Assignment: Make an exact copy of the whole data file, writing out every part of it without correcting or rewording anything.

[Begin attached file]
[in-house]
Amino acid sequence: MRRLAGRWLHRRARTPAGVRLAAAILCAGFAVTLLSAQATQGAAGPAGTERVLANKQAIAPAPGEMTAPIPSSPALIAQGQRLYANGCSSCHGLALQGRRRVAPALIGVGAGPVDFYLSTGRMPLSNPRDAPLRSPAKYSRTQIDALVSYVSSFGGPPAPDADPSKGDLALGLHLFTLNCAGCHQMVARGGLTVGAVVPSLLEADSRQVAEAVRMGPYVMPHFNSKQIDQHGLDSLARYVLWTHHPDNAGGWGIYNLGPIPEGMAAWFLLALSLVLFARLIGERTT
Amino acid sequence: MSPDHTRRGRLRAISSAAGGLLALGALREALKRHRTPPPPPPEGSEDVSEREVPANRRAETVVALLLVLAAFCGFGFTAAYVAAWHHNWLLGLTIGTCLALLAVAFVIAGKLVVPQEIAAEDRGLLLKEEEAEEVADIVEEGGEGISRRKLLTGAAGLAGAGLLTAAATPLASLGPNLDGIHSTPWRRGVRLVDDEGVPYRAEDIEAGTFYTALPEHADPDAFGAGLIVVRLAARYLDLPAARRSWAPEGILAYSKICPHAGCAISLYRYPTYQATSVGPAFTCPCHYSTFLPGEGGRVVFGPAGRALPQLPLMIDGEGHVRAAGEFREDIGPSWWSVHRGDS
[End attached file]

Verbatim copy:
[in-house]
Amino acid sequence: MRRLAGRWLHRRARTPAGVRLAAAILCAGFAVTLLSAQATQGAAGPAGTERVLANKQAIAPAPGEMTAPIPSSPALIAQGQRLYANGCSSCHGLALQGRRRVAPALIGVGAGPVDFYLSTGRMPLSNPRDAPLRSPAKYSRTQIDALVSYVSSFGGPPAPDADPSKGDLALGLHLFTLNCAGCHQMVARGGLTVGAVVPSLLEADSRQVAEAVRMGPYVMPHFNSKQIDQHGLDSLARYVLWTHHPDNAGGWGIYNLGPIPEGMAAWFLLALSLVLFARLIGERTT
Amino acid sequence: MSPDHTRRGRLRAISSAAGGLLALGALREALKRHRTPPPPPPEGSEDVSEREVPANRRAETVVALLLVLAAFCGFGFTAAYVAAWHHNWLLGLTIGTCLALLAVAFVIAGKLVVPQEIAAEDRGLLLKEEEAEEVADIVEEGGEGISRRKLLTGAAGLAGAGLLTAAATPLASLGPNLDGIHSTPWRRGVRLVDDEGVPYRAEDIEAGTFYTALPEHADPDAFGAGLIVVRLAARYLDLPAARRSWAPEGILAYSKICPHAGCAISLYRYPTYQATSVGPAFTCPCHYSTFLPGEGGRVVFGPAGRALPQLPLMIDGEGHVRAAGEFREDIGPSWWSVHRGDS